Ava Seccuro staff writer
After a grueling investigation, it was discovered that “Empire” star Jussie Smollett hired and paid two brothers, Abel and Ola Osundairo, $3,500 to orchestrate an attack against him on Jan. 29 in Chicago.
This is disappointing, to say the least. Smollett’s lies not only create problems for himself and everything he represents, but his falsified accusations also contribute to the continued invalidation of true victims of hate crimes.
As the investigation of Smollett’s case deepened, his motivation is still unknown; however, executives on the show doubt he staged the attack because of dissatisfaction with his salary. There are speculations that due to the fact that his debut album did not “hit the charts” as expected, he was “stressed out.” Perhaps this could have compelled Smollett to attempt to make his poor album sales soar with a hoax. Nevertheless, gaining more public attention might create sympathies among the public, but his newfound relevance in media will only gain him irreversible consequences.
This debacle perpetuates a cycle of illegitimacy and maltreatment among marginalized groups. Not to mention, his lies make his former supporters look asinine, giving more ammunition to racists and homophobes who will use Smollett’s story to strengthen their hateful agendas.
The invalidity of Smollett’s attack offsets all of the progress made this decade toward taking action against hate crimes. While as little as 2 percent of all police reports of crimes are fraudulent, those seem to be the ones that stick. If one case out of thousands, especially one that is heavily covered by the media, sets a precedent of fabrication, it tarnishes the reputation of legitimate victims of such crimes.
More importantly, once certain groups are targeted as pawns in a hoax, dissenters can use the lies portrayed against the entire community. No matter how innocent the rest of the community may be, opponents of that group or cause will find a way intentionally alienate marginalized groups and make claims against them that will forever damage any progress made.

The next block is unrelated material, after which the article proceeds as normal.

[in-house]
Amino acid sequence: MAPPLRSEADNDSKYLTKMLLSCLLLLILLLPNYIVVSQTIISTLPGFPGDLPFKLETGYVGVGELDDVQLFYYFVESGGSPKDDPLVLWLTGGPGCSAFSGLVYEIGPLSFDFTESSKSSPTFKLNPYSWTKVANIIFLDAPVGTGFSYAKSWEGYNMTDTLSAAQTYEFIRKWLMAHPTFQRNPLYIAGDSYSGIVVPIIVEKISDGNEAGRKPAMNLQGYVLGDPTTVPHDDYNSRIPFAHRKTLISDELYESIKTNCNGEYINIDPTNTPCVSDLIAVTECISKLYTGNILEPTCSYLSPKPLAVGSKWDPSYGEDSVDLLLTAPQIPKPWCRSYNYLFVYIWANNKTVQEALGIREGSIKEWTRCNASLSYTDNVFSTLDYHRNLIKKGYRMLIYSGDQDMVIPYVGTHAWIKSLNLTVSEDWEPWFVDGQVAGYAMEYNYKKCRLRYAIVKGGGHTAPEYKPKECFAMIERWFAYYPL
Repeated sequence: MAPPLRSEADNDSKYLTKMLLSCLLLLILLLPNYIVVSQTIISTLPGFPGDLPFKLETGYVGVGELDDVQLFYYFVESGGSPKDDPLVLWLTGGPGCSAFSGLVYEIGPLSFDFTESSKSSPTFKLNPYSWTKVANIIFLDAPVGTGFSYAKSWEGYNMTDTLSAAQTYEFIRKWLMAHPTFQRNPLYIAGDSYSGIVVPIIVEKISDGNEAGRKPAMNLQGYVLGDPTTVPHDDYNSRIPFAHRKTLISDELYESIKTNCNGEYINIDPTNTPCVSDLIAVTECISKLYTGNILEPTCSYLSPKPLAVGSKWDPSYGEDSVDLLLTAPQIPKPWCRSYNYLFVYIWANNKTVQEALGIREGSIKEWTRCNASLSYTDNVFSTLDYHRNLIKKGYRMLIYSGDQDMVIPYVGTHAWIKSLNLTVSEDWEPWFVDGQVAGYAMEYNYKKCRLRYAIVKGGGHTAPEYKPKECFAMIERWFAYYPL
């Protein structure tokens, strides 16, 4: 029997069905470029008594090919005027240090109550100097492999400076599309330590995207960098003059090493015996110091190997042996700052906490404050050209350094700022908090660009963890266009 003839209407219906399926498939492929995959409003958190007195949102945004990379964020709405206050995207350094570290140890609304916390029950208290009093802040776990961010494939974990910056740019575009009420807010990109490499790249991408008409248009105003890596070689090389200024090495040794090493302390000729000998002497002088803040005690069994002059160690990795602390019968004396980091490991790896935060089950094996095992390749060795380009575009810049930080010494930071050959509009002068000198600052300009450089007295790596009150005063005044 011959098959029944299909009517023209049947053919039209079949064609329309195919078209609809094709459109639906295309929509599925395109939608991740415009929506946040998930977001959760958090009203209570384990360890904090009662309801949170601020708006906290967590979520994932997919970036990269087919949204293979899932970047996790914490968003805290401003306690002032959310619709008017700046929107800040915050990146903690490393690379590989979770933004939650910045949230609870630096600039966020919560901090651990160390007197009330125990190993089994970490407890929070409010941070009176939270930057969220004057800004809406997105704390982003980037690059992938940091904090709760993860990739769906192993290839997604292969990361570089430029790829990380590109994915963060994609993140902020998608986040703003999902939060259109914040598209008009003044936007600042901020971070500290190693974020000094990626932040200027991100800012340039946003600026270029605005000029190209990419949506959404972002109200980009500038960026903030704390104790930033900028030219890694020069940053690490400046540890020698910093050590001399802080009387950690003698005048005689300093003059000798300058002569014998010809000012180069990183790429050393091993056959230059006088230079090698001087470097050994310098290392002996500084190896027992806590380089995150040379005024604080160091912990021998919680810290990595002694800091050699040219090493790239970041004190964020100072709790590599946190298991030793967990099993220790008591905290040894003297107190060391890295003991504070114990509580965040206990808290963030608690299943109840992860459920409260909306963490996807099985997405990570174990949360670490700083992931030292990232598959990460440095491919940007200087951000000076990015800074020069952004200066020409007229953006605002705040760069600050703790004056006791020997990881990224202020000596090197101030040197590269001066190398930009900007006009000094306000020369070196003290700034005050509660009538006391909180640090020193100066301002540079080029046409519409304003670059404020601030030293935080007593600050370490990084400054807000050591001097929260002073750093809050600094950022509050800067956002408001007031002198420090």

Although Smollett’s case is deemed fraudulent, that does not mean we should now pay less attention to crimes of the caliber which he orchestrated against himself. We should pay even more attention to hate crimes following the aftermath of Smollett’s path of destruction.
It’s disgusting to use one’s identity for personal gain, but we can’t prevent the way others act, and we can’t change others’ preconceived notions. However, we can be more aware of how to discern what is actually true.
It would just be easier to treat victims under the presumption of innocence, but any accusation needs to be properly fact-checked in order to move forward and effect productive change. As responsible citizens, what we can do to prevent cases like Smollett’s from warping public opinion is let others know that false police reports are like a needle in a haystack. Regardless, every accusation should be perceived seriously and unbiasedly.